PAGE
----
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AIM: Our aim in this study is to present the management of the symptomatic aneurysms that are related to AVF.
MATERIAL AND METHODS: Between January 2011 and January 2017, 50 patients who were operated due to symptomatic
AVF aneurysms were evaluated. Forty-four (88%) patients’ fistulas were closed for symptomatic venous aneurysm.
In 6 (12%) patients true brachial artery aneurysm were present and a segmental artery resection with its repair was
RESULTS: The most common symptomatic aneurysm was seen on the brachiocephalic fistula (n=32, 64%). The symptoms
of the patients were; aneurysm thrombosis (n=15, 30%), steal syndrome (n=9, 18%), rupture/massive bleeding (n=7,
14%), infection (n=7, 14%), skin necrosis (n=5, 10%), venous hypertension (n=4, 8%) and high output cardiac failure
(n=1, 2%). Nine (18%) patients had two or more symptoms. While the mean duration of dialysis of patients who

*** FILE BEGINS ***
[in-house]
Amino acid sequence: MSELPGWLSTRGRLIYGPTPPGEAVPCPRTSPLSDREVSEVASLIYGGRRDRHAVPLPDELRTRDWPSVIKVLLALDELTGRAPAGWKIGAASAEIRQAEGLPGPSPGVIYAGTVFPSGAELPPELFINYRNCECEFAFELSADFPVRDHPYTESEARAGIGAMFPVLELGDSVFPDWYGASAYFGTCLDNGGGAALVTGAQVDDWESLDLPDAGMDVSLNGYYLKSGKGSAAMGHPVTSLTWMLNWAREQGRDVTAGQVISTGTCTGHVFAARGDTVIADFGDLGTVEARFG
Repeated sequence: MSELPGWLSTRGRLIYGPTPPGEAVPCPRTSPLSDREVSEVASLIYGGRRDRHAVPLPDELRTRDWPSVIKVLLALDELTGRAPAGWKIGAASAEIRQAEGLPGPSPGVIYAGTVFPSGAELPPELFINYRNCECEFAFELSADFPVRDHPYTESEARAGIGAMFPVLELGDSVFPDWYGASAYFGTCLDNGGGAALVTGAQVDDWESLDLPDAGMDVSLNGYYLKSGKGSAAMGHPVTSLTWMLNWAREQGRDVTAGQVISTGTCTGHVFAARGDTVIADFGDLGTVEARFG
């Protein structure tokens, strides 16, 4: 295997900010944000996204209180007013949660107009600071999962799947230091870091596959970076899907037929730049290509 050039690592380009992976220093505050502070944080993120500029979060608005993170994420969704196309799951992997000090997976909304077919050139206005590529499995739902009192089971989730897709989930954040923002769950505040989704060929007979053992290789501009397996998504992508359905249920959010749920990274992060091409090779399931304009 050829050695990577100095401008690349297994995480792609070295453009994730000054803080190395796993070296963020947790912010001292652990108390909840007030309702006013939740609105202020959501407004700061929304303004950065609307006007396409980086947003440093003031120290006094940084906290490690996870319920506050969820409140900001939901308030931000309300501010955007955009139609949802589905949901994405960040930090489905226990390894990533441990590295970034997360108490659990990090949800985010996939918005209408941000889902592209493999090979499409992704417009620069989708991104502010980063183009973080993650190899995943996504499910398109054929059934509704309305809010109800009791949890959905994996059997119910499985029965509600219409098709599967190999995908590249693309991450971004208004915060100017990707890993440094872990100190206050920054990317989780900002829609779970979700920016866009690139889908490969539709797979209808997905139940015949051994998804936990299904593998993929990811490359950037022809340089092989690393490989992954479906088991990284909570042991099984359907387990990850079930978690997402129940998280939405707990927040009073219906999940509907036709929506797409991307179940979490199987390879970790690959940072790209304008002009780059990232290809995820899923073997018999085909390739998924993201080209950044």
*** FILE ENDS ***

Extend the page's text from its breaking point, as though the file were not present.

underwent venous aneurysmectomy was 6.9 ± 4.2 years, patients who underwent arterial aneurysmectomy and brachial
artery repair was 11.7 ± 3.6 years (p = 0.012).
DISCUSSION: Arterial aneurysm is a rare complication of vascular access. Although it causes serious symptoms including
those of related such as thrombosis, ischemia, nerve compression, the most important complication is aneurysm rupture.
Therefore, preoperative evaluation and appropriate surgical interventions will prevent morbidities that may arise.
CONCLUSION: The choice of a treatment modality in patients with a symptomatic arteriovenous fistula aneurysms is to
maintain the continuity of the arteriovenous fistula but when acute bleeding occurs in an unstable patient, ligation of
fistula should be considered.